The Art and Science of Reconstructing Faces

student sculpting clay on cast of skull
Students in the University’s Biological Anthropology Research Center learn 3D facial reconstruction methods, which can sometimes be used to help identify human remains or give a glimpse into the past.
For thousands of years, humans have attempted to give new life to the dead. Student interns in Cal Poly Humboldt’s Biological Anthropology Research Center are doing just that by reimagining the faces of those who have passed.

As part of the center’s 3D Facial Reconstruction Project, the students are practicing the science and art of forensic facial reconstruction. Also known as facial approximation, it can be used to recreate images of individuals ranging from Neanderthals to mummies to modern day unidentified remains.

Facial reconstruction is used to generate an image of an individual’s face based on features of their skull, explains Dara Adams, Anthropology instructor and director of the research center.

In forensic anthropology, this process can sometimes help identify missing persons or human remains when other methods fail, Adams says. It is also used in archaeology and paleoanthropology to give a clearer glimpse into faces of the distant past, including other hominids, early Homo sapiens, and even Egypt’s Tutankhamun aka King Tut

The oldest specimen reconstructed by students in the lab is a cast of Australopithecus africanus, popularly known as the Taung child, a hominin from South Africa that dates to between approximately 3.3 to 2.1 million years ago, says Adams.

The 3D Facial Reconstruction Project teaches the forensic applications of facial reconstruction. This process requires extensive knowledge of facial anatomy, scientific methods, and artistic skill.

Students use two different techniques to complete reconstructions—3D clay and computerized modeling.

They work with replicas of human skulls, which are anatomically identical to their donors.

“The skulls we work with are casts from some very special people who chose to donate their body to science,” explains Carrie White, senior Biology major and intern in the lab.

She let the cast guide her as she completed her reconstruction. “Although I was working by myself in the laboratory, I had the sense that I wasn’t alone. I tried as much as I could to just place the clay and allow the face in front of me to tell me the story,” she adds.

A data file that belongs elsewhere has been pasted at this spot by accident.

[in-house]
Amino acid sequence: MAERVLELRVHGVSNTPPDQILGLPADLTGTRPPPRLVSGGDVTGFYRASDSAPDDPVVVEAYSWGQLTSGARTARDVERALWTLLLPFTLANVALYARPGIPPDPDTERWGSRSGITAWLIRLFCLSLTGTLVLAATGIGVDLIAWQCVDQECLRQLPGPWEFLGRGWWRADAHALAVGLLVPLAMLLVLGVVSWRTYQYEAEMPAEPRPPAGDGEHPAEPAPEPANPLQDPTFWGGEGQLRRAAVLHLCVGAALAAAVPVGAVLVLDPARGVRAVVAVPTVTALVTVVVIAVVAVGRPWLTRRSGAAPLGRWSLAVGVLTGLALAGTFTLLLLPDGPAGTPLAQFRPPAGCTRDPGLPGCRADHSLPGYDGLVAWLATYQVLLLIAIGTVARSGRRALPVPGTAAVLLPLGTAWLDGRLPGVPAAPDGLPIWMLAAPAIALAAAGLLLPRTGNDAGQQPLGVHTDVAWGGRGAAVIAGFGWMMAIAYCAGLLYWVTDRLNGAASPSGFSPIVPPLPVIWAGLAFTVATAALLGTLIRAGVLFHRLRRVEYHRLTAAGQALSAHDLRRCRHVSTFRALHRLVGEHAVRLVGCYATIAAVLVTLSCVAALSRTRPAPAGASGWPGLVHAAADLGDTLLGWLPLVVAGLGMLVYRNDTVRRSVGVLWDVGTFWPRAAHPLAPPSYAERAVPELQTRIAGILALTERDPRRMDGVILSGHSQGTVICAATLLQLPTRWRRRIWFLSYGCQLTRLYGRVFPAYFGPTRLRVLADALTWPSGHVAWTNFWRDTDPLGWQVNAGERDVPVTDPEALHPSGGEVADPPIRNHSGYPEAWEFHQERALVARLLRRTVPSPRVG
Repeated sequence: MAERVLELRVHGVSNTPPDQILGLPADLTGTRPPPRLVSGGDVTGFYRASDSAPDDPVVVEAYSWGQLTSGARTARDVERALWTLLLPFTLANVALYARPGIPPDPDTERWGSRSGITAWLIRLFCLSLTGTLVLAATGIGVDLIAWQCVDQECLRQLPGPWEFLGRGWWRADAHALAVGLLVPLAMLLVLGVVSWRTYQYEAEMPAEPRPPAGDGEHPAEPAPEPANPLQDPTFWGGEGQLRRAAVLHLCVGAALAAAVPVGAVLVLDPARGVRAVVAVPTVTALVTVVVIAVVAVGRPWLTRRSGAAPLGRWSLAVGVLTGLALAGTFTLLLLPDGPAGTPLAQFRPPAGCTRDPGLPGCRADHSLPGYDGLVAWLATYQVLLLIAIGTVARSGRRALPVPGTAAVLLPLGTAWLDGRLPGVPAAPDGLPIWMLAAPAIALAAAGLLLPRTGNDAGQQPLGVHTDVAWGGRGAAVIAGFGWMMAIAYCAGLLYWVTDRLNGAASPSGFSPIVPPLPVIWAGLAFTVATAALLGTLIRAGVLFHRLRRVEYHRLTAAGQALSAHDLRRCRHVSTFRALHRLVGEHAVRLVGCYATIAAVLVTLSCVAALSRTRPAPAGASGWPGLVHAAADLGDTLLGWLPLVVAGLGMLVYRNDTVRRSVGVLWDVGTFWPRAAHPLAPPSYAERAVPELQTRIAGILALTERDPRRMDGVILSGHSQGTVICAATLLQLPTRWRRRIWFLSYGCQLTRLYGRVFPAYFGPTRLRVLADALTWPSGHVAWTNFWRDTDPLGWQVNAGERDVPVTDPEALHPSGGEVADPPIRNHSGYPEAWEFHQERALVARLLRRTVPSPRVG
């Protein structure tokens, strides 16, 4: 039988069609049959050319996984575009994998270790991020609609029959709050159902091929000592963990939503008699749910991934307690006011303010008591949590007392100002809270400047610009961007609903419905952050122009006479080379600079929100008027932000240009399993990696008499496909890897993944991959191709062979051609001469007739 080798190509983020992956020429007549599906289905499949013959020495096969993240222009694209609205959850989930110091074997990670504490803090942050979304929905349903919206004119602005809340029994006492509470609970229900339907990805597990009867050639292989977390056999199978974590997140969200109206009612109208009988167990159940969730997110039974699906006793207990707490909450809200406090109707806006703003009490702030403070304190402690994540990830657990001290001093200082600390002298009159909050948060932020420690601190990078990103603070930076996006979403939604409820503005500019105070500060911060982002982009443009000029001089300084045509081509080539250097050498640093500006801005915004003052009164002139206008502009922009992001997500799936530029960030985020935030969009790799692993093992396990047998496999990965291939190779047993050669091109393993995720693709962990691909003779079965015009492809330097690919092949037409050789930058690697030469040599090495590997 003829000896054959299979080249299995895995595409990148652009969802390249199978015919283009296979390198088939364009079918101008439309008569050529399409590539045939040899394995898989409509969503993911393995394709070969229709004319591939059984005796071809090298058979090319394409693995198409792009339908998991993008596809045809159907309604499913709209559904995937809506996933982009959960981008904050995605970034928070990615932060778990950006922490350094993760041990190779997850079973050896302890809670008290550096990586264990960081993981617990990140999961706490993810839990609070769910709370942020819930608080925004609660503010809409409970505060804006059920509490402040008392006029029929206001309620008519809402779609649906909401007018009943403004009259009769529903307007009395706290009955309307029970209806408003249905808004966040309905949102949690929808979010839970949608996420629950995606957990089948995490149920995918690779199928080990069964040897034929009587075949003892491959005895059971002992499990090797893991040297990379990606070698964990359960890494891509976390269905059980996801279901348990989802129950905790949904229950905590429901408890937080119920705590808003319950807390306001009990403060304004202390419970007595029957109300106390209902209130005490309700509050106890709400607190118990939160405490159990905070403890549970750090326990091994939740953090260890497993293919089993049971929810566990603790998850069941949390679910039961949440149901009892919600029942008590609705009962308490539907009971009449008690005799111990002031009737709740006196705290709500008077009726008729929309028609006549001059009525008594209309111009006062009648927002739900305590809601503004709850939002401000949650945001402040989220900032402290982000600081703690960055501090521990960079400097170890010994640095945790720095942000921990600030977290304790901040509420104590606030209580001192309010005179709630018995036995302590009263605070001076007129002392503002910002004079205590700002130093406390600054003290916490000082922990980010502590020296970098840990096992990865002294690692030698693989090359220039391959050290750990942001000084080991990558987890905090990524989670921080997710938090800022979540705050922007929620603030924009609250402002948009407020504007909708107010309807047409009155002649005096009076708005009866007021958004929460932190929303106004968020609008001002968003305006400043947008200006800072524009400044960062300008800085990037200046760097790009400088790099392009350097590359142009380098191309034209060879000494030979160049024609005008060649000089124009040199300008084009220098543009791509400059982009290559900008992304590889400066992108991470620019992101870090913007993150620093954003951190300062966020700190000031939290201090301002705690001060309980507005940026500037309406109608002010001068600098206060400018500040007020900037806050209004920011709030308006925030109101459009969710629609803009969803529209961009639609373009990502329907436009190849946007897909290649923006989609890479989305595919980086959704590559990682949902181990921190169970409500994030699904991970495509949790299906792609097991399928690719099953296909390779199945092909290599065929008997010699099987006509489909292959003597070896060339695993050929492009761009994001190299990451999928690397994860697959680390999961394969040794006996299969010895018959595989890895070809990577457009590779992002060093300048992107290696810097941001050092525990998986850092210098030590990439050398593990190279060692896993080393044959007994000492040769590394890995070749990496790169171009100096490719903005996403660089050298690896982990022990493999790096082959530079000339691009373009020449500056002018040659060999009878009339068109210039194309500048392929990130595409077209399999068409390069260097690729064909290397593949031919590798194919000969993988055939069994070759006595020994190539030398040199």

Nearly a decade ago, White’s uncle went missing—that experience sparked her interest in missing persons cases. She began interning with the facial reconstruction project in September 2023 with the goal of reconstructing a human face.

“As someone who has experienced what it feels like to have a family member go missing, I hope that my skills gained from this project can allow me to work on unidentified missing persons cases in the future and potentially reunite someone who is lost with their family,” says White, who is also a volunteer for the Humboldt County Sheriff’s Department’s Coroner’s Office.

Before beginning a reconstruction, students conduct extensive research and estimate the age and sex of the individual whose skull they are assigned to reconstruct. Next, they place tissue depth markers on several specific points throughout the face. These markers vary depending on factors like age.

Then, they start placing the clay, covering the tissue markers as they go. After all markers are covered and the clay is placed, students can add additional facial features such as a nose and ears.

student sculpting clay on cast of skull
Arleen Gomez (picture above) places tissue depth markers on specific locations on the cast. Photo courtesy of Dara Adams. 

Once they have completed their reconstructions, interns can digitally refine them using FaceGen, a 3D facial modeling software. They can add hair, adjust eye color, and more.

Every skull, like every face, is different. So, students pay careful attention to the unique features of each, such as face shape and proportions. But some features, like lips or eyes, cannot be deduced from the skull and therefore require interpretation.

In addition to learning reconstruction methods, students are also gaining hands-on skills in independent research, lab safety protocols, and research ethics related to working with cast replicas of human bones. 

Anthropology students initiated the 3D Facial Reconstruction Project in 2016. The group of six undergraduate Anthropology majors researched facial reconstruction techniques and applied them to casts of hominin fossil skulls, says Adams. The students showcased their reconstructions at ideaFest in 2017, and the project took off from there.

Since 2016, approximately 15 students have been involved in the project, and nearly a dozen have successfully completed reconstructions. The lab attracts students from liberal arts and STEM disciplines including Anthropology, Biological Science, Criminology & Justice Studies and more, providing skills that are useful for careers in medicine, law, education, and more.

For Cal Poly Humboldt alum Arleen Gomez, who completed the internship and bachelor’s degrees in Anthropology and Criminology & Justice Studies with a minor in Studio Art this fall, the experience allowed her to bring a voice back to the deceased. 

Gomez’s background in art proved very useful, she says. “Taking sculpting classes and doing painting and even drawings helped with the complex facial anatomy.”

“I thought about the individual the entire time,” adds Gomez. “I treated the experience like I was working on an actual forensic case.”